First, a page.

The sudden collapse in oil prices has roiled the local oil industry, prompting producers to start shutting down wells, oil well service companies to lay off staff and refineries to reduce operations.
Oil prices began cratering in March, driven by sharply reduced demand in the wake of business shutdown mandates from governments around the world to fight the Covid-19 pandemic.
But on April 20, the price for U.S. crude oil futures set for delivery in May did something that had never happened before: It went negative.
Producers were paying buyers to take barrels of oil off their hands, at one point as much as $37 per 42-gallon barrel.
Later in the week, prices turned positive but were still hovering between $10 and $20 a barrel, depending on the month of expected delivery. By comparison, West Texas Intermediate benchmark crude oil averaged $63 a barrel for the month of April in 2019.
“What’s going on right now is demand destruction,” said Catherine Reheis-Boyd, president of the Western States Petroleum Association, which represents the largest oil producers and refiners in California and four other Western states.
“You can’t produce as much (oil) as you want. You can’t refine as much as you want. And you certainly can’t sell as much as you want,” she added.
And the impact is playing out in L.A.’s oil industry.
At Long Beach-based oil producer Termo Co., Regulatory and Government Affairs Manager Ralph Combs said the company has shut 15% of its 155 wells, including six in Los Angeles County.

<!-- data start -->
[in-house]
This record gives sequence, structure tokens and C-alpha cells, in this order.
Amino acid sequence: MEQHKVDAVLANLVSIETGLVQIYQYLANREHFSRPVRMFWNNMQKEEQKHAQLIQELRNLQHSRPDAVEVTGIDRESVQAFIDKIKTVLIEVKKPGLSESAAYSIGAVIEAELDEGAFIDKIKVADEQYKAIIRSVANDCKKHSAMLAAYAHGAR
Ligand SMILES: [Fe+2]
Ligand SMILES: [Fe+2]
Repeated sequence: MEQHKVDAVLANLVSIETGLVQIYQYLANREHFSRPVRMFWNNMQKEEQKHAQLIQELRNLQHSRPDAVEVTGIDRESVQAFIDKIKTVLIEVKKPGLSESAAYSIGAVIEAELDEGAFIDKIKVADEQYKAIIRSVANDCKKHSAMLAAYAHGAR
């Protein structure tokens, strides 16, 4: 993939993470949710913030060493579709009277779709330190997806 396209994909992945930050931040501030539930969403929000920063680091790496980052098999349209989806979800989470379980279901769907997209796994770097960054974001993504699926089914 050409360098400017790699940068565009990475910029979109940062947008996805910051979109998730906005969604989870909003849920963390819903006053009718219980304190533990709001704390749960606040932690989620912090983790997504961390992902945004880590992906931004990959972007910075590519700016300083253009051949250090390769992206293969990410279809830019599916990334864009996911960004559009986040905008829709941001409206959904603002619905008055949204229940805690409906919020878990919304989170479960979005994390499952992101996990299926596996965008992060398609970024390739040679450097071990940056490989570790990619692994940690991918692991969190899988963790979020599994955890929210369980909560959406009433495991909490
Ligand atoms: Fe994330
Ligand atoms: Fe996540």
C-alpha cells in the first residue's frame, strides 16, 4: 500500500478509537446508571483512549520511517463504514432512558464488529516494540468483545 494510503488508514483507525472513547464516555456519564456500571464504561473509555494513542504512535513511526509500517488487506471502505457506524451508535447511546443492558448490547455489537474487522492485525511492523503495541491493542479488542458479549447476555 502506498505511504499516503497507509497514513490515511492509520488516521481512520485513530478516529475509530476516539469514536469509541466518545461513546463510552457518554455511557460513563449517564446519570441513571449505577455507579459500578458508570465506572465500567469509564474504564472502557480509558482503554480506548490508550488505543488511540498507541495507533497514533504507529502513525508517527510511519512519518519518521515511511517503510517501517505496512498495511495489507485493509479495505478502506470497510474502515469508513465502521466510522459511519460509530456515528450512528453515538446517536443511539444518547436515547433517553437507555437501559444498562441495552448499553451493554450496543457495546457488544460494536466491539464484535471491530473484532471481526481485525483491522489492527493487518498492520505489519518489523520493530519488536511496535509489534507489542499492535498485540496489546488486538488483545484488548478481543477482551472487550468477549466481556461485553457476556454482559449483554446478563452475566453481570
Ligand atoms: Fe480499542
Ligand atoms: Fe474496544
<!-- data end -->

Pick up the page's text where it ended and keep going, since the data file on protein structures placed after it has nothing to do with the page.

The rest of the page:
“At the end of this month, unless we can negotiate a new purchase agreement for our oil from certain locations in L.A. County, we will cease production of an additional six to eight high-production wells,” Combs said in an email.
In addition, he said the company has cut $1.5 million in expenses, reduced salaries and benefits for most of its 42 employees, and cut almost all of its future capital spending.
“This is a very difficult time for us,” Combs said. “It’s worse than the downturns we experienced and survived in 2008 and 2015.”
‘Barely hanging on’
A similar tale is taking shape at Wilmington-based Cooper & Brain Oil Co., though the small family-owned oil producer hasn’t been quite as aggressive in cost-cutting as Termo — yet.
Company co-owner and Vice President Jeff Cooper said he is also holding daily meetings evaluating the market conditions to see which wells might need to be shut in coming weeks.
“We aren’t going to shut down oil wells based on one or two weeks’ worth of oil prices,” Cooper said. “Because once you shut down a well, the clock starts ticking. And if wells are shut down for more than a certain period of time, it could violate lease provisions or government regulations and lead to the permanent forfeiture of that well.”
It’s also costly to shut down wells in compliance with government regulations, he said.
Nonetheless, he said, “Right now, we are just barely hanging on. We are quickly nearing the point at which we’re going to have to shut down wells starting in May.”
As for staffing levels, Cooper said that as long as all the company’s wells remain operating, the current staff of seven full-time and 50 contract workers must also remain.
Trouble is not confined to small oil producers. Santa Clarita-based California Resources Corp. announced on March 27 that it was “considering all options” to navigate the current downturn.